A brief history of the Casco

Casco Antiguo is the old quarter of Panama City, founded in 1673 after the original Pacific settlement (Panama Viejo) was sacked by the pirate Henry Morgan. It remained the center of Panamanian life for nearly 300 years, until the 1930s, when, Like many old quarters in Latin America, Casco Antiguo declined as Panama’s upper crust moved to the suburbs.

The reasons for the exodus are typically attributed to the emergence of the automobile, which made suburban living feasible and downtown living more difficult. In the Casco’s case, these pressures were exacerbated by the fact that the boundaries of the Panama Canal Zone, which was off limits to Panamanians, were drawn so as to pinch the Casco off from the rest of the city, leaving only one narrow road for entrance and egress.

The handover of the Panama Canal in 1999 and UNESCO World Heritage Site designation in 1998 ushered in an era of revitalization by government, entrepreneurs and international organizations.

Why UNESCO thought the Casco was so special

During its 300 years as the heart of Panamanian life, the peninsula developed a unique legacy of Spanish, French and American colonial, neoclassical and art nouveau architecture. Certain styles, particularly the narrow 16th through 18th century houses with internal courtyards, are specific to the region. So, while people often refer to Casco Viejo as a “colonial city”, the current city-scape is more dominated by French and Early American architecture, which, UNESCO points out in its justification of World Heritage status, “lends it a special quality that other colonial cities in Latin America lack (with the exception of New Orleans, where the quality of the architecture is markedly inferior).”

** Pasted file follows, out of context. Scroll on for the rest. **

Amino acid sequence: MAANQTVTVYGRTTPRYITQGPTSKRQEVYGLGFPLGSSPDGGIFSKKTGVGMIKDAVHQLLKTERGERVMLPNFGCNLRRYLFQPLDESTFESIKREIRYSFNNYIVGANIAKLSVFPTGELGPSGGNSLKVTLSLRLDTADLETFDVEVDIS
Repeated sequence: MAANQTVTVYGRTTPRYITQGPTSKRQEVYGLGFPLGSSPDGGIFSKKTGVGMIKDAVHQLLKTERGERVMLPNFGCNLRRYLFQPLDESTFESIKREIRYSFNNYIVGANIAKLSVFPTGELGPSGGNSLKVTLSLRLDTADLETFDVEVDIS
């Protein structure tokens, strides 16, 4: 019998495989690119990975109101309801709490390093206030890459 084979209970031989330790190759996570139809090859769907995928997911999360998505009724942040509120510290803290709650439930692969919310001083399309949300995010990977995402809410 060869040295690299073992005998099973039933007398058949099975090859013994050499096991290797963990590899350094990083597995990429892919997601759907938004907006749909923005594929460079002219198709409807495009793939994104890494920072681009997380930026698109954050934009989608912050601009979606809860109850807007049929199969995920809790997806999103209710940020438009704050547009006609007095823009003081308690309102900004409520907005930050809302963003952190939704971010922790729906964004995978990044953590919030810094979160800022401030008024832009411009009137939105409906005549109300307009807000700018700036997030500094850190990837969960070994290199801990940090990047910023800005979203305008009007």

UNESCO drew a connection between this eclectic collection of architectural styles and Panama’s historical role as a world cross roads, with each style representing a boom in inter-oceanic trade through the Isthmus. This collection of architecture and the people who inhabit it are clear reflections of Panama’s fascinating cultural makeup and an important part of our common heritage.

What’s happened to date and what’s happening

Though much work is left to be done, the public and private sectors have restored historic buildings that now house government ministries, museums, the Presidential Palace, embassies, churches, as well as some of the City’s finest homes, bars and restaurants. For a more in-depth look at the path of development in Panama City’s old quarter, download the 2011 Casco Antiguo Handbook

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